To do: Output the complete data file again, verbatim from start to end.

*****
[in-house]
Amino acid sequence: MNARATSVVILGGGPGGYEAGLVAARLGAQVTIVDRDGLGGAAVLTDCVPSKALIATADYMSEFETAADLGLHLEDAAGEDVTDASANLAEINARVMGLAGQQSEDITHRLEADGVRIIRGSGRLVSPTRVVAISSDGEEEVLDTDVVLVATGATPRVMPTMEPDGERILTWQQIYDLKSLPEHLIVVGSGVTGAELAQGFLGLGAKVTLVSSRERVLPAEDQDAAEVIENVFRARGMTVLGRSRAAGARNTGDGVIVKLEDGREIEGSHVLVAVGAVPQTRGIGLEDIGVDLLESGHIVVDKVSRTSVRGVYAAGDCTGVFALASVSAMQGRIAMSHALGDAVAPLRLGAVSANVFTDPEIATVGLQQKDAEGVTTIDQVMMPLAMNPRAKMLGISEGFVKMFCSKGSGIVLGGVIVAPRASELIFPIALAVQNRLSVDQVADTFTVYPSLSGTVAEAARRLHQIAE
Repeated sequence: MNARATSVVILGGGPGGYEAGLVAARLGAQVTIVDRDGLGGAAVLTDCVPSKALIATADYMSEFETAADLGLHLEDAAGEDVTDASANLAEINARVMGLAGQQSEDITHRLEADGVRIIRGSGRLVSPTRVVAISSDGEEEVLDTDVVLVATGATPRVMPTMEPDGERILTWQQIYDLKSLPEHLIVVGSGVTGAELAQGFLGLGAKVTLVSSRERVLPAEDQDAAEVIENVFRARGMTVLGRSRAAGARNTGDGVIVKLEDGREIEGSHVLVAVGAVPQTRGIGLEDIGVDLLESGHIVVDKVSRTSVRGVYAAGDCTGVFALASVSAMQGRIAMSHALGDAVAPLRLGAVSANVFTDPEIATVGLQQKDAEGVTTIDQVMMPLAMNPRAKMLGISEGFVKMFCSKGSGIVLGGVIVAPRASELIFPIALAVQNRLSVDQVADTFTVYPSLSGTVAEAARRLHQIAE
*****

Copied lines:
[in-house]
Amino acid sequence: MNARATSVVILGGGPGGYEAGLVAARLGAQVTIVDRDGLGGAAVLTDCVPSKALIATADYMSEFETAADLGLHLEDAAGEDVTDASANLAEINARVMGLAGQQSEDITHRLEADGVRIIRGSGRLVSPTRVVAISSDGEEEVLDTDVVLVATGATPRVMPTMEPDGERILTWQQIYDLKSLPEHLIVVGSGVTGAELAQGFLGLGAKVTLVSSRERVLPAEDQDAAEVIENVFRARGMTVLGRSRAAGARNTGDGVIVKLEDGREIEGSHVLVAVGAVPQTRGIGLEDIGVDLLESGHIVVDKVSRTSVRGVYAAGDCTGVFALASVSAMQGRIAMSHALGDAVAPLRLGAVSANVFTDPEIATVGLQQKDAEGVTTIDQVMMPLAMNPRAKMLGISEGFVKMFCSKGSGIVLGGVIVAPRASELIFPIALAVQNRLSVDQVADTFTVYPSLSGTVAEAARRLHQIAE
Repeated sequence: MNARATSVVILGGGPGGYEAGLVAARLGAQVTIVDRDGLGGAAVLTDCVPSKALIATADYMSEFETAADLGLHLEDAAGEDVTDASANLAEINARVMGLAGQQSEDITHRLEADGVRIIRGSGRLVSPTRVVAISSDGEEEVLDTDVVLVATGATPRVMPTMEPDGERILTWQQIYDLKSLPEHLIVVGSGVTGAELAQGFLGLGAKVTLVSSRERVLPAEDQDAAEVIENVFRARGMTVLGRSRAAGARNTGDGVIVKLEDGREIEGSHVLVAVGAVPQTRGIGLEDIGVDLLESGHIVVDKVSRTSVRGVYAAGDCTGVFALASVSAMQGRIAMSHALGDAVAPLRLGAVSANVFTDPEIATVGLQQKDAEGVTTIDQVMMPLAMNPRAKMLGISEGFVKMFCSKGSGIVLGGVIVAPRASELIFPIALAVQNRLSVDQVADTFTVYPSLSGTVAEAARRLHQIAE